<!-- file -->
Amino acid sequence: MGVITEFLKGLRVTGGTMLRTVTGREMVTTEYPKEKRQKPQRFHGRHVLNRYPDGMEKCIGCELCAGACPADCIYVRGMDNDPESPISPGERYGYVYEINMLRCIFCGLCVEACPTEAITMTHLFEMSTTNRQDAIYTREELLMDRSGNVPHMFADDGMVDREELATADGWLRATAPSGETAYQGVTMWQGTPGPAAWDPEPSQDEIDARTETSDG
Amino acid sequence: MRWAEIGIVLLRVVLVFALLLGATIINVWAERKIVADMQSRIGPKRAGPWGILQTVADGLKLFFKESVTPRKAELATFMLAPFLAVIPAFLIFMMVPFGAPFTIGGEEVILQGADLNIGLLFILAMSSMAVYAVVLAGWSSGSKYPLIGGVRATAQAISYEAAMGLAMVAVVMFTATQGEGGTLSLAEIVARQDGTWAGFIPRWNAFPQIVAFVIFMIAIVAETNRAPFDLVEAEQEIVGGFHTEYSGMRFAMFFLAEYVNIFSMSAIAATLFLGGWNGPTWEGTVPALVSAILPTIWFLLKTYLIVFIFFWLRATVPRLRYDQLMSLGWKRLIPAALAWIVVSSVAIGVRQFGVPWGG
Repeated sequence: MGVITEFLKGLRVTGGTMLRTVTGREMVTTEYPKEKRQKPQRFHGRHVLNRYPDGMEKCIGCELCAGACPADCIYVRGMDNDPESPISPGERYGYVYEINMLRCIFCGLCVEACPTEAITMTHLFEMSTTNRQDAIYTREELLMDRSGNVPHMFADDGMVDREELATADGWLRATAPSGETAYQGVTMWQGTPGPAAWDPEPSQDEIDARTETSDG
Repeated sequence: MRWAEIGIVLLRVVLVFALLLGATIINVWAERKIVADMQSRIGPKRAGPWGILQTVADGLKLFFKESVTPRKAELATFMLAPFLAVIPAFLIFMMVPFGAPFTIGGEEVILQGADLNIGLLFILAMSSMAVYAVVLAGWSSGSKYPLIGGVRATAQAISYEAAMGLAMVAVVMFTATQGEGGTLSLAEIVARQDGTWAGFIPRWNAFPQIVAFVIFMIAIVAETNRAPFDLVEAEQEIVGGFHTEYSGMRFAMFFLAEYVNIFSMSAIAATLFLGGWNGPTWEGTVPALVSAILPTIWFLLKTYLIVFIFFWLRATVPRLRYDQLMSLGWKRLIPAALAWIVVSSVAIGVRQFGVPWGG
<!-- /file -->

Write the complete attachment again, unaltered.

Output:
Amino acid sequence: MGVITEFLKGLRVTGGTMLRTVTGREMVTTEYPKEKRQKPQRFHGRHVLNRYPDGMEKCIGCELCAGACPADCIYVRGMDNDPESPISPGERYGYVYEINMLRCIFCGLCVEACPTEAITMTHLFEMSTTNRQDAIYTREELLMDRSGNVPHMFADDGMVDREELATADGWLRATAPSGETAYQGVTMWQGTPGPAAWDPEPSQDEIDARTETSDG
Amino acid sequence: MRWAEIGIVLLRVVLVFALLLGATIINVWAERKIVADMQSRIGPKRAGPWGILQTVADGLKLFFKESVTPRKAELATFMLAPFLAVIPAFLIFMMVPFGAPFTIGGEEVILQGADLNIGLLFILAMSSMAVYAVVLAGWSSGSKYPLIGGVRATAQAISYEAAMGLAMVAVVMFTATQGEGGTLSLAEIVARQDGTWAGFIPRWNAFPQIVAFVIFMIAIVAETNRAPFDLVEAEQEIVGGFHTEYSGMRFAMFFLAEYVNIFSMSAIAATLFLGGWNGPTWEGTVPALVSAILPTIWFLLKTYLIVFIFFWLRATVPRLRYDQLMSLGWKRLIPAALAWIVVSSVAIGVRQFGVPWGG
Repeated sequence: MGVITEFLKGLRVTGGTMLRTVTGREMVTTEYPKEKRQKPQRFHGRHVLNRYPDGMEKCIGCELCAGACPADCIYVRGMDNDPESPISPGERYGYVYEINMLRCIFCGLCVEACPTEAITMTHLFEMSTTNRQDAIYTREELLMDRSGNVPHMFADDGMVDREELATADGWLRATAPSGETAYQGVTMWQGTPGPAAWDPEPSQDEIDARTETSDG
Repeated sequence: MRWAEIGIVLLRVVLVFALLLGATIINVWAERKIVADMQSRIGPKRAGPWGILQTVADGLKLFFKESVTPRKAELATFMLAPFLAVIPAFLIFMMVPFGAPFTIGGEEVILQGADLNIGLLFILAMSSMAVYAVVLAGWSSGSKYPLIGGVRATAQAISYEAAMGLAMVAVVMFTATQGEGGTLSLAEIVARQDGTWAGFIPRWNAFPQIVAFVIFMIAIVAETNRAPFDLVEAEQEIVGGFHTEYSGMRFAMFFLAEYVNIFSMSAIAATLFLGGWNGPTWEGTVPALVSAILPTIWFLLKTYLIVFIFFWLRATVPRLRYDQLMSLGWKRLIPAALAWIVVSSVAIGVRQFGVPWGG